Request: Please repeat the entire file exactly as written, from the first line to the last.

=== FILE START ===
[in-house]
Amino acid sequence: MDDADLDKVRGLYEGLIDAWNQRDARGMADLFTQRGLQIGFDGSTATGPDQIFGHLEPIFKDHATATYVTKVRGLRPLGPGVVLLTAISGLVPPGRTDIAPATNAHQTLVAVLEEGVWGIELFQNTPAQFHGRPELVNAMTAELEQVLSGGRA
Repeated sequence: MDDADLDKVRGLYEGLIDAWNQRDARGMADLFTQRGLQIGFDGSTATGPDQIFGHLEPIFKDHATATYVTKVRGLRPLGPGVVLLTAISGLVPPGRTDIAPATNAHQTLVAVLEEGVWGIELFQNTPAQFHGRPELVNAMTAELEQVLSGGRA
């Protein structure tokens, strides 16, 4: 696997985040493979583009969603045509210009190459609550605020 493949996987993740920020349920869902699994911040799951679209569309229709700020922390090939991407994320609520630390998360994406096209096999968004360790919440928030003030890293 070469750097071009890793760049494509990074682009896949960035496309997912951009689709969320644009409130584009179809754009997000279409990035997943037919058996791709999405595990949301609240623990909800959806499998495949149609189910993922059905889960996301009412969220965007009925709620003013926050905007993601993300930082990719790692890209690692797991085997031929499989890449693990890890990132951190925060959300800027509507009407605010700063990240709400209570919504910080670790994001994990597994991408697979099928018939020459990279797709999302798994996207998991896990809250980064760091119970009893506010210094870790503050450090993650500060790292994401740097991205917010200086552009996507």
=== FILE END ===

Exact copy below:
[in-house]
Amino acid sequence: MDDADLDKVRGLYEGLIDAWNQRDARGMADLFTQRGLQIGFDGSTATGPDQIFGHLEPIFKDHATATYVTKVRGLRPLGPGVVLLTAISGLVPPGRTDIAPATNAHQTLVAVLEEGVWGIELFQNTPAQFHGRPELVNAMTAELEQVLSGGRA
Repeated sequence: MDDADLDKVRGLYEGLIDAWNQRDARGMADLFTQRGLQIGFDGSTATGPDQIFGHLEPIFKDHATATYVTKVRGLRPLGPGVVLLTAISGLVPPGRTDIAPATNAHQTLVAVLEEGVWGIELFQNTPAQFHGRPELVNAMTAELEQVLSGGRA
């Protein structure tokens, strides 16, 4: 696997985040493979583009969603045509210009190459609550605020 493949996987993740920020349920869902699994911040799951679209569309229709700020922390090939991407994320609520630390998360994406096209096999968004360790919440928030003030890293 070469750097071009890793760049494509990074682009896949960035496309997912951009689709969320644009409130584009179809754009997000279409990035997943037919058996791709999405595990949301609240623990909800959806499998495949149609189910993922059905889960996301009412969220965007009925709620003013926050905007993601993300930082990719790692890209690692797991085997031929499989890449693990890890990132951190925060959300800027509507009407605010700063990240709400209570919504910080670790994001994990597994991408697979099928018939020459990279797709999302798994996207998991896990809250980064760091119970009893506010210094870790503050450090993650500060790292994401740097991205917010200086552009996507």